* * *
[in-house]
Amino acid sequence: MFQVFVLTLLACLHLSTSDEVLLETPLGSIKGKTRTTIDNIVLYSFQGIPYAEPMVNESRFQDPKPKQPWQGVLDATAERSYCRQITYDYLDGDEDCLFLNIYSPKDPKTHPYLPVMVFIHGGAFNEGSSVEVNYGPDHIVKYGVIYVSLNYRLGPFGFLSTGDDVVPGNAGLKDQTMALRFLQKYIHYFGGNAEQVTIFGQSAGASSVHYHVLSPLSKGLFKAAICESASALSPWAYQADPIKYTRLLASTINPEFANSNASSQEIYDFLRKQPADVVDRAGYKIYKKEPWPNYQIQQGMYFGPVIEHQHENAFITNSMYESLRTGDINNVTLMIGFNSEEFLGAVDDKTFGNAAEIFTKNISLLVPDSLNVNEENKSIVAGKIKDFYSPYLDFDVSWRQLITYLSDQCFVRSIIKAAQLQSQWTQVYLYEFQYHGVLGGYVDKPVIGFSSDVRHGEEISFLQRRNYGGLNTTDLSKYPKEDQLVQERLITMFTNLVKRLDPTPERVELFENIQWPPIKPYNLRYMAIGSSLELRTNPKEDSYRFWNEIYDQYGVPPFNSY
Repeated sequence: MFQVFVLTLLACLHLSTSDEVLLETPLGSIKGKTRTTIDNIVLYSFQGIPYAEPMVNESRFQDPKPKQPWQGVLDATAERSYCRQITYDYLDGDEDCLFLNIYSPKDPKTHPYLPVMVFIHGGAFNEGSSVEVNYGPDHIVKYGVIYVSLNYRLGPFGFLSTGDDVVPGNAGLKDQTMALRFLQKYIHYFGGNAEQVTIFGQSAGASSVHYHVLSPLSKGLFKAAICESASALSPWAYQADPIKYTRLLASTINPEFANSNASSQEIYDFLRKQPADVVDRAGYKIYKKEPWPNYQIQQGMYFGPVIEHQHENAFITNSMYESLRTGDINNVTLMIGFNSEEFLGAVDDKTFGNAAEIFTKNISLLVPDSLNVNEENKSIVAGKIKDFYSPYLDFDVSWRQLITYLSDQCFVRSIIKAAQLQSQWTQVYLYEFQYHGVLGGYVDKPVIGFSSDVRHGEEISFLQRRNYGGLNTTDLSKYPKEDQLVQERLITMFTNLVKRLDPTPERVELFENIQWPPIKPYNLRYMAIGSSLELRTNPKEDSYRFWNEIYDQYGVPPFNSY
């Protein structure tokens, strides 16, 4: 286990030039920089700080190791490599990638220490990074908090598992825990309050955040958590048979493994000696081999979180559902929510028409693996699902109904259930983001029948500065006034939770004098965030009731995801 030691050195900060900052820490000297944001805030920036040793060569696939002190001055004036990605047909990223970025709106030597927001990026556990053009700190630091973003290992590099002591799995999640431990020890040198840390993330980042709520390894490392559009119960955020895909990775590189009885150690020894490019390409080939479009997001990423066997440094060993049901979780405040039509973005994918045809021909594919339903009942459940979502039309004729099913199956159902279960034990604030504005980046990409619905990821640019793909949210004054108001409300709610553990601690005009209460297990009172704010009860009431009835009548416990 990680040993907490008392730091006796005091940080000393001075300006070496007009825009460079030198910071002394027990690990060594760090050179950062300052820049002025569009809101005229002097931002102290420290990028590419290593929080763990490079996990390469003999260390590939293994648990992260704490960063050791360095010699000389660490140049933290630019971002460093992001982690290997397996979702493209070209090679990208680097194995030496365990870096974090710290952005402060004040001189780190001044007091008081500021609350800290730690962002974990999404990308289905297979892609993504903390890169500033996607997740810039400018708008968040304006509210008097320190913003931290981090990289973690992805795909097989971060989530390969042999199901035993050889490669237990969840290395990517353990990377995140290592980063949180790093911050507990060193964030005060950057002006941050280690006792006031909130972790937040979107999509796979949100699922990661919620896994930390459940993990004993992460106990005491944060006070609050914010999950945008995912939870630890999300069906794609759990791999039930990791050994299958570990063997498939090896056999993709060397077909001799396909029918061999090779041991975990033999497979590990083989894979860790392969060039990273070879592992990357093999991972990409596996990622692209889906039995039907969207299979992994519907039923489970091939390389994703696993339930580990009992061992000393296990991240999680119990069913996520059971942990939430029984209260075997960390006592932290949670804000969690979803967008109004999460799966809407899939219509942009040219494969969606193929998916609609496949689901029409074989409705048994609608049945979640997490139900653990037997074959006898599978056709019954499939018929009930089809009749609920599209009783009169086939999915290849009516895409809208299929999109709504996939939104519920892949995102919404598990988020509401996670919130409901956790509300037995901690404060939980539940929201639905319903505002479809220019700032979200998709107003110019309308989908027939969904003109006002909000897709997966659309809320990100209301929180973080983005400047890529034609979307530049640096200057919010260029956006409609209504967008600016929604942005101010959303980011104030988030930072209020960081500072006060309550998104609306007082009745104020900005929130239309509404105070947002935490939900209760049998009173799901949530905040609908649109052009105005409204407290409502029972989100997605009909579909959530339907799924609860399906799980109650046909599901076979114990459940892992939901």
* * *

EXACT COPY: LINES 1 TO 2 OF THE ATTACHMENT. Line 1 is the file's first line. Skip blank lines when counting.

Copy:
[in-house]
Amino acid sequence: MFQVFVLTLLACLHLSTSDEVLLETPLGSIKGKTRTTIDNIVLYSFQGIPYAEPMVNESRFQDPKPKQPWQGVLDATAERSYCRQITYDYLDGDEDCLFLNIYSPKDPKTHPYLPVMVFIHGGAFNEGSSVEVNYGPDHIVKYGVIYVSLNYRLGPFGFLSTGDDVVPGNAGLKDQTMALRFLQKYIHYFGGNAEQVTIFGQSAGASSVHYHVLSPLSKGLFKAAICESASALSPWAYQADPIKYTRLLASTINPEFANSNASSQEIYDFLRKQPADVVDRAGYKIYKKEPWPNYQIQQGMYFGPVIEHQHENAFITNSMYESLRTGDINNVTLMIGFNSEEFLGAVDDKTFGNAAEIFTKNISLLVPDSLNVNEENKSIVAGKIKDFYSPYLDFDVSWRQLITYLSDQCFVRSIIKAAQLQSQWTQVYLYEFQYHGVLGGYVDKPVIGFSSDVRHGEEISFLQRRNYGGLNTTDLSKYPKEDQLVQERLITMFTNLVKRLDPTPERVELFENIQWPPIKPYNLRYMAIGSSLELRTNPKEDSYRFWNEIYDQYGVPPFNSY